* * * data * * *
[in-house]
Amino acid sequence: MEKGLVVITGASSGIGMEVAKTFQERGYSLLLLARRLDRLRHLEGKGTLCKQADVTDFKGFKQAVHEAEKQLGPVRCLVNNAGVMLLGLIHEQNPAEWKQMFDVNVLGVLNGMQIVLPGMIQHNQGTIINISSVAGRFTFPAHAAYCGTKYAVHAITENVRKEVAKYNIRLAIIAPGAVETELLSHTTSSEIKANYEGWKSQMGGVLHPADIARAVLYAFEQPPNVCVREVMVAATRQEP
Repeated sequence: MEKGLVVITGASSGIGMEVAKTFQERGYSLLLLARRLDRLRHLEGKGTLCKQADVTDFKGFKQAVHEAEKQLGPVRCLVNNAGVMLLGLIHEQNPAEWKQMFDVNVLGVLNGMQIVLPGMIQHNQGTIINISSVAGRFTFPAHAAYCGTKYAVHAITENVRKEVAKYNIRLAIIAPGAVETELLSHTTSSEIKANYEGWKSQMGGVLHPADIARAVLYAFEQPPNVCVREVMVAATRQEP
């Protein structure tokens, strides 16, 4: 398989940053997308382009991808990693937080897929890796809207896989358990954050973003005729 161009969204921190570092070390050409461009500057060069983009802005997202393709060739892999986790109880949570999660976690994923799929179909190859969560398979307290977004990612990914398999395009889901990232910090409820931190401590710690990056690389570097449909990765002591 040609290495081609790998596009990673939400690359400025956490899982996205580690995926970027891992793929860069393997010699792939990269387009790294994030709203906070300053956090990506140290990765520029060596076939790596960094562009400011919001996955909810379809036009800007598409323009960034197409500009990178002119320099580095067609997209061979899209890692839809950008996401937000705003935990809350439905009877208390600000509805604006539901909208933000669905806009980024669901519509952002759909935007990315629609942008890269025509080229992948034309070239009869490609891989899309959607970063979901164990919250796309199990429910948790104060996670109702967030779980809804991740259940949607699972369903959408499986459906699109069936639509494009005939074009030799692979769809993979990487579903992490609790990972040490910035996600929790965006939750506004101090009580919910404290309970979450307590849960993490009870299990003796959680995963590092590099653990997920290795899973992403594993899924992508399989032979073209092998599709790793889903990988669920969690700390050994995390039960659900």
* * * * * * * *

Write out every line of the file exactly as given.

[in-house]
Amino acid sequence: MEKGLVVITGASSGIGMEVAKTFQERGYSLLLLARRLDRLRHLEGKGTLCKQADVTDFKGFKQAVHEAEKQLGPVRCLVNNAGVMLLGLIHEQNPAEWKQMFDVNVLGVLNGMQIVLPGMIQHNQGTIINISSVAGRFTFPAHAAYCGTKYAVHAITENVRKEVAKYNIRLAIIAPGAVETELLSHTTSSEIKANYEGWKSQMGGVLHPADIARAVLYAFEQPPNVCVREVMVAATRQEP
Repeated sequence: MEKGLVVITGASSGIGMEVAKTFQERGYSLLLLARRLDRLRHLEGKGTLCKQADVTDFKGFKQAVHEAEKQLGPVRCLVNNAGVMLLGLIHEQNPAEWKQMFDVNVLGVLNGMQIVLPGMIQHNQGTIINISSVAGRFTFPAHAAYCGTKYAVHAITENVRKEVAKYNIRLAIIAPGAVETELLSHTTSSEIKANYEGWKSQMGGVLHPADIARAVLYAFEQPPNVCVREVMVAATRQEP
């Protein structure tokens, strides 16, 4: 398989940053997308382009991808990693937080897929890796809207896989358990954050973003005729 161009969204921190570092070390050409461009500057060069983009802005997202393709060739892999986790109880949570999660976690994923799929179909190859969560398979307290977004990612990914398999395009889901990232910090409820931190401590710690990056690389570097449909990765002591 040609290495081609790998596009990673939400690359400025956490899982996205580690995926970027891992793929860069393997010699792939990269387009790294994030709203906070300053956090990506140290990765520029060596076939790596960094562009400011919001996955909810379809036009800007598409323009960034197409500009990178002119320099580095067609997209061979899209890692839809950008996401937000705003935990809350439905009877208390600000509805604006539901909208933000669905806009980024669901519509952002759909935007990315629609942008890269025509080229992948034309070239009869490609891989899309959607970063979901164990919250796309199990429910948790104060996670109702967030779980809804991740259940949607699972369903959408499986459906699109069936639509494009005939074009030799692979769809993979990487579903992490609790990972040490910035996600929790965006939750506004101090009580919910404290309970979450307590849960993490009870299990003796959680995963590092590099653990997920290795899973992403594993899924992508399989032979073209092998599709790793889903990988669920969690700390050994995390039960659900």